Team members need to have a safety valve, and that valve can come in the form of frequent comic relief. The work teachers do is complicated and multi-faceted, but we must remember the health value of laughter. Make sure to find humor in the ordinary events that occur in the school day, and then laugh long and laugh often!
Teams must have open and honest discussions about how the team will function. In addition to establishing norms for communication purposes, the team should put in place a system to follow in order to make team decisions or ways to respond if a conflict should arise. Many teams make decisions by consensus which means that all points of view have been brought up and explored in depth and are not necessarily agreed upon by all team members. Although this situation may occur, consensus means that team members support the final team decision. If groups encounter conflict, practices to follow include honest and open conversations carried out in a respectful manner, truly listening to one another’s viewpoints, and focusing on the problem at hand and not individual personalities.
Marinate, Don’t Obfuscate
New ideas and approaches to learning should always be welcome at team settings. However, it is always prudent to talk about a new idea in depth and give it time to sink it before jumping in too quickly so as to avoid potential confusion. A misunderstood or badly implemented strategy might lead to discouragement and unwillingness to take chances in the future. When teammates have time to think about how to use a strategy and how it might make a difference in student learning and then bring those perspectives to the next team meeting, it might have a greater impact on student learning when it is finally implemented.
Productive groups are earmarked by their energy and passion. They come to meetings ready and they typically bring their “A-game” to the sessions. Members understand that their participation is both a right and a responsibility, and they embrace their potential power of collectively “putting their heads together.”
Wisdom of the Ages
The formation of a team is much like an arranged marriage in that the composition of the team may not be predictable. In many cases, a wide variety of ages may be represented on a given team. It is important to remember that teachers of all ages can bring a great deal of knowledge and skills that can help the team make progress and even thrive. It is also important to value each and every teammate, perhaps from different generations, for the insights and contributions they can provide.
Be A “Roll” Model
Procedures should be in place to welcome new team members to the setting and to make sure they understand the norms that the team follows during their collaborative sessions. New team members may include teachers both new to the school as well as new to the profession. Novices might experience frustrations or setbacks as they adjust to their new environment, and experienced team members can help their fellow teachers “roll with the punches” by providing encouragement, stories of their personal adversities, and the belief that we can all bounce back. Cheering on one’s colleagues is one of the great advantages of collaboration.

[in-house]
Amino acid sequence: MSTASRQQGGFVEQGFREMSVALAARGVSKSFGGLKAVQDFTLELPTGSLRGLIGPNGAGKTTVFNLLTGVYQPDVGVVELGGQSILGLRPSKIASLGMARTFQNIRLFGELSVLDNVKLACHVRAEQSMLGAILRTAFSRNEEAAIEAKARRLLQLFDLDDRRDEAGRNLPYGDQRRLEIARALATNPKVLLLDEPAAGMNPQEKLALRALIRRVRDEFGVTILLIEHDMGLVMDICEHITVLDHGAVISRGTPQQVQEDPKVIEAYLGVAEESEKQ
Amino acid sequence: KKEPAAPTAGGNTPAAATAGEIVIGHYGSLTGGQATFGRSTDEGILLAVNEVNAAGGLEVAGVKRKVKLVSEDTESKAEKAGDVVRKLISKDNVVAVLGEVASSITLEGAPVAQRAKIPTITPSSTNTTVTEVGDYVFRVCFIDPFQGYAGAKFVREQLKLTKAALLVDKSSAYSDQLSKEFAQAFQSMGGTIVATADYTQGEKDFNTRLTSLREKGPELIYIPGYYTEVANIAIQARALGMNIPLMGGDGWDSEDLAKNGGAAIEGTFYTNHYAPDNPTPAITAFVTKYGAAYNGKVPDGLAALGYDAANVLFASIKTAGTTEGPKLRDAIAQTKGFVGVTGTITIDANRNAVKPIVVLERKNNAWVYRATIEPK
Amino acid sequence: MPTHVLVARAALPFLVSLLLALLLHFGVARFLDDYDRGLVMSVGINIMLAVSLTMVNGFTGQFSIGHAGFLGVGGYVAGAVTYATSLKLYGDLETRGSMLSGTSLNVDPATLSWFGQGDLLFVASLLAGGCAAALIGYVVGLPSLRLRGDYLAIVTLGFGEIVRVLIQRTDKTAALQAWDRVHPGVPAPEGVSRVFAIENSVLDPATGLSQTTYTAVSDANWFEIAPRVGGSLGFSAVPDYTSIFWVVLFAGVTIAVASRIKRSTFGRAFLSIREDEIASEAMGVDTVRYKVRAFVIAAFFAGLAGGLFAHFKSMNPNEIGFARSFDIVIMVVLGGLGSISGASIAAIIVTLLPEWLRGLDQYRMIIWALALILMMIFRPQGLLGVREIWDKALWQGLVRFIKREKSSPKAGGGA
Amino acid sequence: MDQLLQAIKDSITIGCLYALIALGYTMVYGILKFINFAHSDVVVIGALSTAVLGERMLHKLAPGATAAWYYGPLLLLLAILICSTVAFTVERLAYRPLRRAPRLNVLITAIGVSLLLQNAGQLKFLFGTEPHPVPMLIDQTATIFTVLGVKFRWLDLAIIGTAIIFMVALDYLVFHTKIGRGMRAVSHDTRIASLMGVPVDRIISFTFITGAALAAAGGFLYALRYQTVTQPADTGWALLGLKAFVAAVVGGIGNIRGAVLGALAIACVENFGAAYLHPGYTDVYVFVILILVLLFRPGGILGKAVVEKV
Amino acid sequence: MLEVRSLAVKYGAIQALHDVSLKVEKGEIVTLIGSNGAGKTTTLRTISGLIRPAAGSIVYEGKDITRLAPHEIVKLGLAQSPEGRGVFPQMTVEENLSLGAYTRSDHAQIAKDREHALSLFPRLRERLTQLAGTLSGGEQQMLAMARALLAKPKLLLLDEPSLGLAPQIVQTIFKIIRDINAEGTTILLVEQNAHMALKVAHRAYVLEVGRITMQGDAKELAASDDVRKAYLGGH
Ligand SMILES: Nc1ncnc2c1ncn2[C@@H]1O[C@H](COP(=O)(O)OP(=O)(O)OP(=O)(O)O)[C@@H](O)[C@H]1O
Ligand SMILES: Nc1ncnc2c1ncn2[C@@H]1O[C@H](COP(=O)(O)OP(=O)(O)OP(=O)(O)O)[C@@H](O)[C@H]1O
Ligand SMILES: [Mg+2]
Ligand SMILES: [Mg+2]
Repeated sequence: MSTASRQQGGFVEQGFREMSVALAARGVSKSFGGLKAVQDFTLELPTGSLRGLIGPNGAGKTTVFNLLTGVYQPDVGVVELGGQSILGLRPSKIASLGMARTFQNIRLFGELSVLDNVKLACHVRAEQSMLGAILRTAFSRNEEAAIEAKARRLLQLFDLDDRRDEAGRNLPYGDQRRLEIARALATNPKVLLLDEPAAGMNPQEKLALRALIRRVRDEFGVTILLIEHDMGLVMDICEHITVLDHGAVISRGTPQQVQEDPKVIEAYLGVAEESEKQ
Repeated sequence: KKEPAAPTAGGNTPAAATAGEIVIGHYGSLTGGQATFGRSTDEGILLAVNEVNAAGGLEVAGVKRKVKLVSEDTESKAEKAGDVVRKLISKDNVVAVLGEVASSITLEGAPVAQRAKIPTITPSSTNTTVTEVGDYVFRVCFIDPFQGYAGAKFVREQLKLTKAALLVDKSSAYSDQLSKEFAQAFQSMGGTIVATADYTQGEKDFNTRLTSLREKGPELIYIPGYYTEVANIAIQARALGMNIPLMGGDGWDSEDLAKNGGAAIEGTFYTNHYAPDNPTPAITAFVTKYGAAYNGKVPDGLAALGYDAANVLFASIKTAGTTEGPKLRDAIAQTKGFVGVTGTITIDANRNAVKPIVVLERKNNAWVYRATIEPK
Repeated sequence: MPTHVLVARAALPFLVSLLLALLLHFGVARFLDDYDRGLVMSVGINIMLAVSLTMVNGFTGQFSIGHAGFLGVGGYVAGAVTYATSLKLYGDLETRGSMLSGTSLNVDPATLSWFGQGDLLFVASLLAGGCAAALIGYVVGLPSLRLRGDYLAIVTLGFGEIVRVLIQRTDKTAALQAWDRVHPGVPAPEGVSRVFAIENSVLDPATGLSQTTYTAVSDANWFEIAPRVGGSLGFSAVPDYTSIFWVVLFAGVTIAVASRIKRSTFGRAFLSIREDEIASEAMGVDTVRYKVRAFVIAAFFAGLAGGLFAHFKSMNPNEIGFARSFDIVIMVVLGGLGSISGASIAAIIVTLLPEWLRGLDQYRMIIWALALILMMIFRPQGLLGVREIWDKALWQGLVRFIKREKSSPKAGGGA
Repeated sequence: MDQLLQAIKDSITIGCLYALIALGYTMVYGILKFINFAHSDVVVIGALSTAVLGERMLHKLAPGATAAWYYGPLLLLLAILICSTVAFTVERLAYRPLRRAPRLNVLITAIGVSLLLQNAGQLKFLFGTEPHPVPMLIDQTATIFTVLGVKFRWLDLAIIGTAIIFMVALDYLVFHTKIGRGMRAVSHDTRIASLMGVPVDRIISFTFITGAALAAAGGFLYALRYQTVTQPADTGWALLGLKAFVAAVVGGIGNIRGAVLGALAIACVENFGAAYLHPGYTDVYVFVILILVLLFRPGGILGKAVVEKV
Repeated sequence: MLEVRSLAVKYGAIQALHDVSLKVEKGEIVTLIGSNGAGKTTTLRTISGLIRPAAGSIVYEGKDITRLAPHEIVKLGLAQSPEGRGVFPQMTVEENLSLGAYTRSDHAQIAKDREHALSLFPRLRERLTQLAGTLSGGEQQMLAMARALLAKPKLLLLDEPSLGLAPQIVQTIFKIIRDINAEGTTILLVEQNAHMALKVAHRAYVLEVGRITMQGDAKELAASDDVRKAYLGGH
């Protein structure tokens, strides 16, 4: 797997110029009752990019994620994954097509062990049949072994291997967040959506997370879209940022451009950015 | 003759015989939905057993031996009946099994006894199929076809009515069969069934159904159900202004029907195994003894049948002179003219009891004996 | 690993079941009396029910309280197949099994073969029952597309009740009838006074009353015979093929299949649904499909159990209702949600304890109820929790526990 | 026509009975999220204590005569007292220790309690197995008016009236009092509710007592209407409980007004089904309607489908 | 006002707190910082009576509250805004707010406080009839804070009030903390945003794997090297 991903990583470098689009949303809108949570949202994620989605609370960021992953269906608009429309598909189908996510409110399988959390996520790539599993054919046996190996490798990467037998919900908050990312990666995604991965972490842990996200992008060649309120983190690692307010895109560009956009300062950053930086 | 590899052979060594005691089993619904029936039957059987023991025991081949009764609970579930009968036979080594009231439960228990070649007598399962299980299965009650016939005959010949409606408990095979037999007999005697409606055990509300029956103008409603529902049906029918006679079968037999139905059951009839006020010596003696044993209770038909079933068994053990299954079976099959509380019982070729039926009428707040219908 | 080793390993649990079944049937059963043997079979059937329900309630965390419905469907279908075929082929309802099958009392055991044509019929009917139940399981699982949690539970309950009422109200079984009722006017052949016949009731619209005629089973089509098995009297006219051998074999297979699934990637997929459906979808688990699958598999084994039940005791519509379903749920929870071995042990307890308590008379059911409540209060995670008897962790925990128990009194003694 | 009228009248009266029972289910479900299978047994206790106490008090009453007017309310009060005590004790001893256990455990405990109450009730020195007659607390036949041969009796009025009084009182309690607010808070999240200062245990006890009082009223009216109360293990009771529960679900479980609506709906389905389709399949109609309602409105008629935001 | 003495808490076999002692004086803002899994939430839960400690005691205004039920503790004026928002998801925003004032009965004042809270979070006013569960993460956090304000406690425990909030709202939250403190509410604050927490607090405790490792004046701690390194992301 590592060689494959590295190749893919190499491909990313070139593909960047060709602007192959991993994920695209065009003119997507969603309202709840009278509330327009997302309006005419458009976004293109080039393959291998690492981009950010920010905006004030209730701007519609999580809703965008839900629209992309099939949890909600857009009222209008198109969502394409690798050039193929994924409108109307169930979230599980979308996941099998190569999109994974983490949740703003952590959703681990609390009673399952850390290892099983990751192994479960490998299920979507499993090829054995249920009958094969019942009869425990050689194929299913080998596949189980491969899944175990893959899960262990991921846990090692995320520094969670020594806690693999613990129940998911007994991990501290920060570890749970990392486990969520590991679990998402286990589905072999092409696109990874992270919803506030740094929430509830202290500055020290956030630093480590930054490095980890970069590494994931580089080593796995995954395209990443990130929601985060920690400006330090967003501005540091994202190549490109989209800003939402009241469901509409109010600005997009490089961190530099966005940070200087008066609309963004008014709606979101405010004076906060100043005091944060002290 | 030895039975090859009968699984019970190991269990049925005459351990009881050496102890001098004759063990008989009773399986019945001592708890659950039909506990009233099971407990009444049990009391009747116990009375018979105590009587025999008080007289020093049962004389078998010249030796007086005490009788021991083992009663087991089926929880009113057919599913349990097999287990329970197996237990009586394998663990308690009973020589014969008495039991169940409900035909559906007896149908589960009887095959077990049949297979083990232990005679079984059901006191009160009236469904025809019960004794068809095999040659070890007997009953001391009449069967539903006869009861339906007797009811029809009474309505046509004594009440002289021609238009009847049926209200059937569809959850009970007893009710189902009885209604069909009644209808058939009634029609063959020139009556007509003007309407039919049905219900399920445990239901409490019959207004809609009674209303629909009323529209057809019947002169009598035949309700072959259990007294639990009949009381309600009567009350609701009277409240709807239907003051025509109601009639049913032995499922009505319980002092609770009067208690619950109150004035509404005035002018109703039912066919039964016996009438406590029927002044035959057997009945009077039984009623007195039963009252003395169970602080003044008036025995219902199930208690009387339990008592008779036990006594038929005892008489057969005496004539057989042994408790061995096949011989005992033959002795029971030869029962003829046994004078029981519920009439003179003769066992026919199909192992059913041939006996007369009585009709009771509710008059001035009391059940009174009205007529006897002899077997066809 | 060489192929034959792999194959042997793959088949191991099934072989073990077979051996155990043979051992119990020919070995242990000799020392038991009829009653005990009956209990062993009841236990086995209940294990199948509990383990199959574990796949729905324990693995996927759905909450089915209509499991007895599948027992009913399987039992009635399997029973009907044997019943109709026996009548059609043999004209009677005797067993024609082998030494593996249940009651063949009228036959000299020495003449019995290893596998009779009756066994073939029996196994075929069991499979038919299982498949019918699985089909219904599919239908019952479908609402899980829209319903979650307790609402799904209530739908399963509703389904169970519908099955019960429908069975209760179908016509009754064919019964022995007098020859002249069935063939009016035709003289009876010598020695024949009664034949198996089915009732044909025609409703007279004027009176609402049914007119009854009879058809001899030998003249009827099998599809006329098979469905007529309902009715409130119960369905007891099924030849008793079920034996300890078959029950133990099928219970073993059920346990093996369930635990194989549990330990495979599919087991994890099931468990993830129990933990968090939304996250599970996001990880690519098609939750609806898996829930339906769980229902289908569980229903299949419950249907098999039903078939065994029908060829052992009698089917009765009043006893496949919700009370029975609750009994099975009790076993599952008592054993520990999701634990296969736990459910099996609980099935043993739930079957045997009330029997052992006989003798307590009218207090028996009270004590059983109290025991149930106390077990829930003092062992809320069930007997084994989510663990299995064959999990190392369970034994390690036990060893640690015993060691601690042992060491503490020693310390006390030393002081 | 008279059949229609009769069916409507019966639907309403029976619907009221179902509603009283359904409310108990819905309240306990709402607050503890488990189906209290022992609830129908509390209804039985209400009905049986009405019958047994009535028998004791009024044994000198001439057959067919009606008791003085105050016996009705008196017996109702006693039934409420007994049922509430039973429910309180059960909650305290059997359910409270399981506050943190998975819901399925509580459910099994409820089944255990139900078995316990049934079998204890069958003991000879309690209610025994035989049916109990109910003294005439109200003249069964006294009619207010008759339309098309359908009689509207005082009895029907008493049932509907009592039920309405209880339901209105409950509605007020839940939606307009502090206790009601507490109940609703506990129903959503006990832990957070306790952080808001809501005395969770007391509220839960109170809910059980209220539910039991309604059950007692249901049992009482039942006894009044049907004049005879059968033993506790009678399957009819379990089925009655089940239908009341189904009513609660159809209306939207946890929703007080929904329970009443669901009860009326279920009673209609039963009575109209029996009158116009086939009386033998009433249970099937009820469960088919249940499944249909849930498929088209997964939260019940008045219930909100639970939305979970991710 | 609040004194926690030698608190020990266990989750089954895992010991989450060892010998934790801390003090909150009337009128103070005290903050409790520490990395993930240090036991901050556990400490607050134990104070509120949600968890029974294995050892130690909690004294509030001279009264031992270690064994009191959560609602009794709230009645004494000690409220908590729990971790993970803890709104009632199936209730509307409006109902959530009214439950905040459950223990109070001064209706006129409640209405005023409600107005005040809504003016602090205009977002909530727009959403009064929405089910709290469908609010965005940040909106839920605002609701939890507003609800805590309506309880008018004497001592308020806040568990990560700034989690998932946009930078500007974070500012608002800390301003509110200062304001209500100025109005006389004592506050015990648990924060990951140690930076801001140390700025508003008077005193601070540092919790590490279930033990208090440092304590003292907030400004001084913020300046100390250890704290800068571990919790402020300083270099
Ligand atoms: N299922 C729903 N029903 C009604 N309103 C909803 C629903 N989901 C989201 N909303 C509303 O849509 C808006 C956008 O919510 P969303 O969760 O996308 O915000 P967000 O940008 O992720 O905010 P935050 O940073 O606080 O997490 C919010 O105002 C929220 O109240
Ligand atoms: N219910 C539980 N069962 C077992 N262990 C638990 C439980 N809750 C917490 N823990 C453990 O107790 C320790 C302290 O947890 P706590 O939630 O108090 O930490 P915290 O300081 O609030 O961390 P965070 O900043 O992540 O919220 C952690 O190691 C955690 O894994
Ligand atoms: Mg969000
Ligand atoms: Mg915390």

Maintaining the Vision
Organizing Curriculum Closets
Heidi Hayes-Jacobs, a prominent proponent of curriculum mapping, believes that the best results will come when teachers, sift, sort, align, and organize their “curriculum closets.” Individual team members can begin by sketching out an annual curriculum map and identifying the topics, skills and assessments that they will include in their instruction delivery. The next important step is for teachers to compare their individual maps with their teammates to identify “gaps, redundancies, and misalignments” as well as the best way to deliver instruction to their respective classes. In addition to organizing their curriculum closets, teachers can clean out their closets by discarding previous units that are not aligned with district or Common Core standards.
Blazing the Trail
Never forgetting that student learning is the entire purpose for teachers to collaborate, high-powered and progressive teams are creative and innovative as they explore practices that will positively impact student growth. They are not afraid to take risks, try new ideas, and keep abreast of compelling research that might make a difference for children. They believe that some of the greatest successes in educational practice results from forward thinking.
In order to make the most of the team’s time together, team meetings must make time for an analysis and discussion related to student achievement data. The practice of holding data dialogues is often what separates propitious teams from less successful groups. The questions which should be the focus of conversations are not “What grades did the students receive?” or “How many students passed the test?” but instead “What did the students demonstrate that they have learned?” and “What does the data tell us they do not know?” The dialogue should occur regularly, perhaps 45 minutes to an hour at least every two weeks.